According to photographs posted this morning on an Instagram account managed by the prescription addiction intervention group P.A.I.N., plaques and signs bearing the Sackler name have been removed from the walls of the Musée du Louvre in Paris. The Sackler family collectively built their fortune via the ownership and stewardship of Purdue Pharma and Mundipharma, and used that fortune to donate lavishly to artistic institutions. Both aforementioned companies were instrumental in the development, marketing and distribution of the extremely addictive painkiller OxyContin, a drug that’s synonymous with the devastating opioid crisis that now grips the country and the world. According to the New York Times, signs in the Louvre that formerly bore the identifier “Sackler Wing of Oriental Antiquities” have been taped over, and a commemorative plaque detailing the family’s financial contributions to the museum has been taken down altogether.
Earlier this month, P.A.I.N. staged a protest, led by photographer Nan Goldin, outside the Louvre to demand that the Sackler name be removed. Twelve rooms in the museum bore the name, because the family donated a sizable amount of money (10 million francs) to the institution in 1997. “Museums and cultural institutions must maintain their integrity,” P.A.I.N. said on Wednesday in a statement made to Artforum. “They should not bear the name that is synonymous with the opioid crisis. Our museums belong to the artists and to the public, not to the donors. Those of the institutions who have refused future donations from the Sackler family, we commend you for taking the first steps. Now it is time to take the next step and take down the name of this criminal family.”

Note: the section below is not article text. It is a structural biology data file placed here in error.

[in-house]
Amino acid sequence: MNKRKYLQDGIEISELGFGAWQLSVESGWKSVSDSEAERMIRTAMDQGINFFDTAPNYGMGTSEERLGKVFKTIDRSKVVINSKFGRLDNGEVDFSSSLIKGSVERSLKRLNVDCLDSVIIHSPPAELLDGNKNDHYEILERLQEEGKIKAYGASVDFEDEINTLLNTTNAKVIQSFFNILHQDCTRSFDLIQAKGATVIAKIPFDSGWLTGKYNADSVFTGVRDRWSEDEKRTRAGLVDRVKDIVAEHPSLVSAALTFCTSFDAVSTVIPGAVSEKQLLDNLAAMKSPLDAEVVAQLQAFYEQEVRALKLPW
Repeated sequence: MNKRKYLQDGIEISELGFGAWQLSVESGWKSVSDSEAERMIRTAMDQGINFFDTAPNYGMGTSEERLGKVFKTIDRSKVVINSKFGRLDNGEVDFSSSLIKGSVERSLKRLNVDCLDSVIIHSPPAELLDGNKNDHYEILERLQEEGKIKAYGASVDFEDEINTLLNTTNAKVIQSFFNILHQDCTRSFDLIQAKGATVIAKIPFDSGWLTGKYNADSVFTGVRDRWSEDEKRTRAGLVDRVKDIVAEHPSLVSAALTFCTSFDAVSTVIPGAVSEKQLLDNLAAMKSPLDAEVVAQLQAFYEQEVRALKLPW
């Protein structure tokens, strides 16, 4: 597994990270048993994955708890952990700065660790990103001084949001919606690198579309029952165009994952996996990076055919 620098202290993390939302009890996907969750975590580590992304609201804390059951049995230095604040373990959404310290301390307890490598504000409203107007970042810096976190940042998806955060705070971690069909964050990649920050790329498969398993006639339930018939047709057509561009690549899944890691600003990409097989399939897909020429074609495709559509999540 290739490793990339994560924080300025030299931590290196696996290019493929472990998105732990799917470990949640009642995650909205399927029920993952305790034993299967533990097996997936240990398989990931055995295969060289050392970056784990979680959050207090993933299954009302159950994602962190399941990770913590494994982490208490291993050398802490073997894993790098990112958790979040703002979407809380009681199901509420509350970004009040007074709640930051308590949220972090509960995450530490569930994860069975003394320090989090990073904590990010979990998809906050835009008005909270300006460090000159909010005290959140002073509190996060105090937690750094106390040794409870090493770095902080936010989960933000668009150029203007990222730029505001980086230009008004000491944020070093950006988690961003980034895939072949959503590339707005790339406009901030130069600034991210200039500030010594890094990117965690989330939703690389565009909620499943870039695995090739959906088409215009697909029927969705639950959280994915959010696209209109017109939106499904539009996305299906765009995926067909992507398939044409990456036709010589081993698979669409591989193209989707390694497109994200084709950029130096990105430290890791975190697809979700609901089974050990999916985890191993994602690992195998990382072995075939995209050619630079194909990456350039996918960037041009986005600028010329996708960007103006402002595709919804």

However, it appears that the Louvre isn’t exactly following the example of the Guggenheim museum and the Metropolitan Museum of Art, both of which have announced that they will no longer be taking donations from the Sackler family. “The Theresa and Mortimer Sackler Foundation sponsored the renovation of the rooms dedicated to Persian and Levantine Art in 1996-1997,” Nadia Refsi, head of the press division of the Louvre, told Observer via email. “Since then, the Sackler Foundation has not made any other donations to the museum. On October 10 2003, the Musée du Louvre’s Board of Directors voted to limit the duration of honorary room naming to 20 years. In accordance with the Board’s decision, as this sponsorship exceeds 20 years, the rooms no longer bear the Sackler name.”
In other words, the party line from the Louvre seems to be that the protests demanding the removal of the name and the actual removal of the name are unrelated.